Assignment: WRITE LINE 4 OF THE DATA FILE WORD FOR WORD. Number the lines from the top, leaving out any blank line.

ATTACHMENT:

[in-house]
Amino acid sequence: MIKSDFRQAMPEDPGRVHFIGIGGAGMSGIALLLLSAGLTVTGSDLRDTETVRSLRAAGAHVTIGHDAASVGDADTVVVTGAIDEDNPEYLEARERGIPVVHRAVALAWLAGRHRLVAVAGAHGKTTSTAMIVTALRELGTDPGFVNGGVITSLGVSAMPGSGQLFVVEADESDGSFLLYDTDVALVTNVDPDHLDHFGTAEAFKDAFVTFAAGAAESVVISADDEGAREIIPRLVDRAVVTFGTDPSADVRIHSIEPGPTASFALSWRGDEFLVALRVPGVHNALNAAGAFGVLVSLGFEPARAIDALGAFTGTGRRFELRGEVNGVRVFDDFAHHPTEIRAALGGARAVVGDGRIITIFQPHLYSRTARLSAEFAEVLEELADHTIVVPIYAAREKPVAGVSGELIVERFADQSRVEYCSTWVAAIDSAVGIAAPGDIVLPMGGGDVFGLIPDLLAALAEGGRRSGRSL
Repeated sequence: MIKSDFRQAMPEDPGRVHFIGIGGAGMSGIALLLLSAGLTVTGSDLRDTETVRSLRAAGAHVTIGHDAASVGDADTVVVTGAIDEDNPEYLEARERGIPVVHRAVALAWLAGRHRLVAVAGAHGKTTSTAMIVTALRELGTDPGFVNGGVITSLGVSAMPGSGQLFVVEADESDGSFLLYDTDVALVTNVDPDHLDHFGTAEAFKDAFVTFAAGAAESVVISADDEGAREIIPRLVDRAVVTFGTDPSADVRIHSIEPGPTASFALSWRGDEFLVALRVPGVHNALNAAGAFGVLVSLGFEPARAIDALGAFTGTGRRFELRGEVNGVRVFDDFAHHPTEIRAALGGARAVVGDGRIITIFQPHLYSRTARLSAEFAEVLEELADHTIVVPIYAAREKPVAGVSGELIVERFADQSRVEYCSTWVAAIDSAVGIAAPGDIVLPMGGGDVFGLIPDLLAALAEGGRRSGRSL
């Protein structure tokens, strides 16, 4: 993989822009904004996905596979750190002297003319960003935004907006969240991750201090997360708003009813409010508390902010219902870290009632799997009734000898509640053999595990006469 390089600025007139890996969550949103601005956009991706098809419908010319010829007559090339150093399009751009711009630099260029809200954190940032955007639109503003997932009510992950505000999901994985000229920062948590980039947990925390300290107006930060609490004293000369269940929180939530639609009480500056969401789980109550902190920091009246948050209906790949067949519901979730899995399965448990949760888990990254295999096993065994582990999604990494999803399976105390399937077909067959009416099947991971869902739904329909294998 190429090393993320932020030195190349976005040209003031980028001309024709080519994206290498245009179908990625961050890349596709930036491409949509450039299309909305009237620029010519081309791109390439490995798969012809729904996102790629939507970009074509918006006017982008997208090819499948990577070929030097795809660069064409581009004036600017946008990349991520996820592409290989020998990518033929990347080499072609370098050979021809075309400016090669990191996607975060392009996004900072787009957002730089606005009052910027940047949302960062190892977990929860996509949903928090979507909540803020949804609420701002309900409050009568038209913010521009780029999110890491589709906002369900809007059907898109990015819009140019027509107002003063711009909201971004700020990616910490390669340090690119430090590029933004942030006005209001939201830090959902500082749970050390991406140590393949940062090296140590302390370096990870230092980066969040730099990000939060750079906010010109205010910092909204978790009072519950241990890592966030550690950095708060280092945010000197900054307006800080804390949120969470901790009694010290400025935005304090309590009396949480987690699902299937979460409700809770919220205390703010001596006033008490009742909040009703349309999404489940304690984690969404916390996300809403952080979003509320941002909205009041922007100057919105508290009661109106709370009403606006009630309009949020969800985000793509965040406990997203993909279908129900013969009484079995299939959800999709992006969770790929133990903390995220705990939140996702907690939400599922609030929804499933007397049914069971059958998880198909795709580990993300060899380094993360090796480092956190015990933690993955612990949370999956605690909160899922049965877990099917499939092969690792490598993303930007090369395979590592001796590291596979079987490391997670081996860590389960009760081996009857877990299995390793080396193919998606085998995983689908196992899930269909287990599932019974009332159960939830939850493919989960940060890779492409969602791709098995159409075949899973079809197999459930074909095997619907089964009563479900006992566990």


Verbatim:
């Protein structure tokens, strides 16, 4: 993989822009904004996905596979750190002297003319960003935004907006969240991750201090997360708003009813409010508390902010219902870290009632799997009734000898509640053999595990006469 390089600025007139890996969550949103601005956009991706098809419908010319010829007559090339150093399009751009711009630099260029809200954190940032955007639109503003997932009510992950505000999901994985000229920062948590980039947990925390300290107006930060609490004293000369269940929180939530639609009480500056969401789980109550902190920091009246948050209906790949067949519901979730899995399965448990949760888990990254295999096993065994582990999604990494999803399976105390399937077909067959009416099947991971869902739904329909294998 190429090393993320932020030195190349976005040209003031980028001309024709080519994206290498245009179908990625961050890349596709930036491409949509450039299309909305009237620029010519081309791109390439490995798969012809729904996102790629939507970009074509918006006017982008997208090819499948990577070929030097795809660069064409581009004036600017946008990349991520996820592409290989020998990518033929990347080499072609370098050979021809075309400016090669990191996607975060392009996004900072787009957002730089606005009052910027940047949302960062190892977990929860996509949903928090979507909540803020949804609420701002309900409050009568038209913010521009780029999110890491589709906002369900809007059907898109990015819009140019027509107002003063711009909201971004700020990616910490390669340090690119430090590029933004942030006005209001939201830090959902500082749970050390991406140590393949940062090296140590302390370096990870230092980066969040730099990000939060750079906010010109205010910092909204978790009072519950241990890592966030550690950095708060280092945010000197900054307006800080804390949120969470901790009694010290400025935005304090309590009396949480987690699902299937979460409700809770919220205390703010001596006033008490009742909040009703349309999404489940304690984690969404916390996300809403952080979003509320941002909205009041922007100057919105508290009661109106709370009403606006009630309009949020969800985000793509965040406990997203993909279908129900013969009484079995299939959800999709992006969770790929133990903390995220705990939140996702907690939400599922609030929804499933007397049914069971059958998880198909795709580990993300060899380094993360090796480092956190015990933690993955612990949370999956605690909160899922049965877990099917499939092969690792490598993303930007090369395979590592001796590291596979079987490391997670081996860590389960009760081996009857877990299995390793080396193919998606085998995983689908196992899930269909287990599932019974009332159960939830939850493919989960940060890779492409969602791709098995159409075949899973079809197999459930074909095997619907089964009563479900006992566990």